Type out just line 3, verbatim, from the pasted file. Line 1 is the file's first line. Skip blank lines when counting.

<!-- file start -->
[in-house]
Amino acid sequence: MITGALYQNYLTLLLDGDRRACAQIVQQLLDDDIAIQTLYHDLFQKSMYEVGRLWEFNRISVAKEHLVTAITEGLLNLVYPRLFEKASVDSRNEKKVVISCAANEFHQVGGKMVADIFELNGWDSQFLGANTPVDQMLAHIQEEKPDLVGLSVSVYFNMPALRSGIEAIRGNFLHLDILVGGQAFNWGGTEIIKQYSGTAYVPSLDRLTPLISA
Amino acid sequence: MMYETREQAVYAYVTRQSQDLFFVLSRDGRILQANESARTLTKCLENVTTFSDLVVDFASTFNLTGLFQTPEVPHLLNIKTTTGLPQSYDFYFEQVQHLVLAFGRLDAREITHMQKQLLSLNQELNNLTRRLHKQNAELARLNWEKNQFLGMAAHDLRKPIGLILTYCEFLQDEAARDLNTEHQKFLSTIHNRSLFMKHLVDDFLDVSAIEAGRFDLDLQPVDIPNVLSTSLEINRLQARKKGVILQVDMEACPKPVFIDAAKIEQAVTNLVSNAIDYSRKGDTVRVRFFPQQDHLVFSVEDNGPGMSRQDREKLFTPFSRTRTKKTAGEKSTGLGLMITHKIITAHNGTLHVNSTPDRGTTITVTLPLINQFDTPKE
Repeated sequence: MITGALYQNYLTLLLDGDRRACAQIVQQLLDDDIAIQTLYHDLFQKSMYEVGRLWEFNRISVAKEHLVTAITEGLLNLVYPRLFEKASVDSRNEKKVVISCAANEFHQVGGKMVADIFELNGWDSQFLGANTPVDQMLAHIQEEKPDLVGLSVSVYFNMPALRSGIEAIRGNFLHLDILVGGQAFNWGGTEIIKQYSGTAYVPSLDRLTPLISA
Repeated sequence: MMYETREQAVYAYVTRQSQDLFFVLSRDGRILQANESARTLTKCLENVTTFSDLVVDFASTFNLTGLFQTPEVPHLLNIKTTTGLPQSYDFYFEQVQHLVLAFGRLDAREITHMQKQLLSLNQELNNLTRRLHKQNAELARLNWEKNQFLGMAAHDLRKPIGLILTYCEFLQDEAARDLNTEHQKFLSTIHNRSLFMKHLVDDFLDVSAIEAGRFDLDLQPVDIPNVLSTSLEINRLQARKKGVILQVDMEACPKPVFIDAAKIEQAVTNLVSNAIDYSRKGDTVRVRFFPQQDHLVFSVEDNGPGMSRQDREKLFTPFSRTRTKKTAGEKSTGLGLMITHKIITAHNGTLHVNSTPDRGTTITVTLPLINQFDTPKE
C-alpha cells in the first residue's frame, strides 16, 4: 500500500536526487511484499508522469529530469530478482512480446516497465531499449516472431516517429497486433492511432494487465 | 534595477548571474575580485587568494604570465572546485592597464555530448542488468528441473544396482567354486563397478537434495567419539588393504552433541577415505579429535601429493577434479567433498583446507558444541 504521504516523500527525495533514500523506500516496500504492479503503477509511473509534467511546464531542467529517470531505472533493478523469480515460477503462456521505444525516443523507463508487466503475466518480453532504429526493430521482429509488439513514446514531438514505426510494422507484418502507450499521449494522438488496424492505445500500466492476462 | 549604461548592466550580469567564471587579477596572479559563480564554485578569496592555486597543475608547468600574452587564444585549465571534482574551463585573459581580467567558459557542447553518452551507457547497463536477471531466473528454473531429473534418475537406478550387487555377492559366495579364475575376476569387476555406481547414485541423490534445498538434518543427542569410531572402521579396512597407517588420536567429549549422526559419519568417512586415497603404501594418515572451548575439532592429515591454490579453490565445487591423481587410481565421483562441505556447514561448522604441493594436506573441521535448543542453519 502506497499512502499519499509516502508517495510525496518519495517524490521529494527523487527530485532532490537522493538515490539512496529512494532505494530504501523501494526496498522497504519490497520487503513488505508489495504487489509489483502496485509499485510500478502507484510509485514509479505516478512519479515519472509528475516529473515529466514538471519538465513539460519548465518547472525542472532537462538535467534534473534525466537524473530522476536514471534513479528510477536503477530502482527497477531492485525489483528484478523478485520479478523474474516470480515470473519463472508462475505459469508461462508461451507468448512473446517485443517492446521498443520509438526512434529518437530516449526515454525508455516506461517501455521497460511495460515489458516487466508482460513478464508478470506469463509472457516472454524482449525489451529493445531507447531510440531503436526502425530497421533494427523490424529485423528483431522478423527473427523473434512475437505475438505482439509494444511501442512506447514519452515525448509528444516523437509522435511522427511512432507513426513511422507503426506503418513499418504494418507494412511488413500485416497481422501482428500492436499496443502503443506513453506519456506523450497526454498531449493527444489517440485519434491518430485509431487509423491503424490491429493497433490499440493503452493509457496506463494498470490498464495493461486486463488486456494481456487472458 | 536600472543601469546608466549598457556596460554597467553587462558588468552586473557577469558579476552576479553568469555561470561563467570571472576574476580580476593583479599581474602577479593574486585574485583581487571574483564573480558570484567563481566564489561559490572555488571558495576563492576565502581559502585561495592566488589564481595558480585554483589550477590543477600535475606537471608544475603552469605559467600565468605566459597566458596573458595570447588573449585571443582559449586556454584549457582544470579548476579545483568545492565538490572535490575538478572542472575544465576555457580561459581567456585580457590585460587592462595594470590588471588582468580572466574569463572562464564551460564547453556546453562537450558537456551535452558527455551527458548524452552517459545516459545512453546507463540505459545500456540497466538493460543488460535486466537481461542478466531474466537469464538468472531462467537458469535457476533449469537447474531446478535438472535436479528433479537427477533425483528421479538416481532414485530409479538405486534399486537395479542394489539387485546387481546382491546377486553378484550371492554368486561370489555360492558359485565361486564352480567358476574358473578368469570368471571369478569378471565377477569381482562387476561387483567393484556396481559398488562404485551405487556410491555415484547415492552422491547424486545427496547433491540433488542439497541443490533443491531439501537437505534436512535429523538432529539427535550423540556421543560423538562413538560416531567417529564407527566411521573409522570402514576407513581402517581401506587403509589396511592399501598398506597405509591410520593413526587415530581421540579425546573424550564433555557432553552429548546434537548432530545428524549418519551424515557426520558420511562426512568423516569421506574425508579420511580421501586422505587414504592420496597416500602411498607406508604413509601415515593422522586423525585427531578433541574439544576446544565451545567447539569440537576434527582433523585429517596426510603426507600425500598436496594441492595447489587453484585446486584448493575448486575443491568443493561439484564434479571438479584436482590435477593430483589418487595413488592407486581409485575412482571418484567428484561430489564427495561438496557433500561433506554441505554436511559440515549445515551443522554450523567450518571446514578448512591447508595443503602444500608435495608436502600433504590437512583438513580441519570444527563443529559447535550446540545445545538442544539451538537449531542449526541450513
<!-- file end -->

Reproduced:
Amino acid sequence: MMYETREQAVYAYVTRQSQDLFFVLSRDGRILQANESARTLTKCLENVTTFSDLVVDFASTFNLTGLFQTPEVPHLLNIKTTTGLPQSYDFYFEQVQHLVLAFGRLDAREITHMQKQLLSLNQELNNLTRRLHKQNAELARLNWEKNQFLGMAAHDLRKPIGLILTYCEFLQDEAARDLNTEHQKFLSTIHNRSLFMKHLVDDFLDVSAIEAGRFDLDLQPVDIPNVLSTSLEINRLQARKKGVILQVDMEACPKPVFIDAAKIEQAVTNLVSNAIDYSRKGDTVRVRFFPQQDHLVFSVEDNGPGMSRQDREKLFTPFSRTRTKKTAGEKSTGLGLMITHKIITAHNGTLHVNSTPDRGTTITVTLPLINQFDTPKE